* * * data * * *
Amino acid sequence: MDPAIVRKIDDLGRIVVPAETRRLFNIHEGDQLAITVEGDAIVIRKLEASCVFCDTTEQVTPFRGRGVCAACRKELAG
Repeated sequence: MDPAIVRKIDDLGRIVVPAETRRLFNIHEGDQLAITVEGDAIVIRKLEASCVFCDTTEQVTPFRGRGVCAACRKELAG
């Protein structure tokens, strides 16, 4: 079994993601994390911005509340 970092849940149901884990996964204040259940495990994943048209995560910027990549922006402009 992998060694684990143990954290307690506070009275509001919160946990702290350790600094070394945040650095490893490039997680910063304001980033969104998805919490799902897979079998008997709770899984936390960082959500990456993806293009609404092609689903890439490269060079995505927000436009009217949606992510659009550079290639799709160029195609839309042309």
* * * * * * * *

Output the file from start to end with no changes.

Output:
Amino acid sequence: MDPAIVRKIDDLGRIVVPAETRRLFNIHEGDQLAITVEGDAIVIRKLEASCVFCDTTEQVTPFRGRGVCAACRKELAG
Repeated sequence: MDPAIVRKIDDLGRIVVPAETRRLFNIHEGDQLAITVEGDAIVIRKLEASCVFCDTTEQVTPFRGRGVCAACRKELAG
């Protein structure tokens, strides 16, 4: 079994993601994390911005509340 970092849940149901884990996964204040259940495990994943048209995560910027990549922006402009 992998060694684990143990954290307690506070009275509001919160946990702290350790600094070394945040650095490893490039997680910063304001980033969104998805919490799902897979079998008997709770899984936390960082959500990456993806293009609404092609689903890439490269060079995505927000436009009217949606992510659009550079290639799709160029195609839309042309």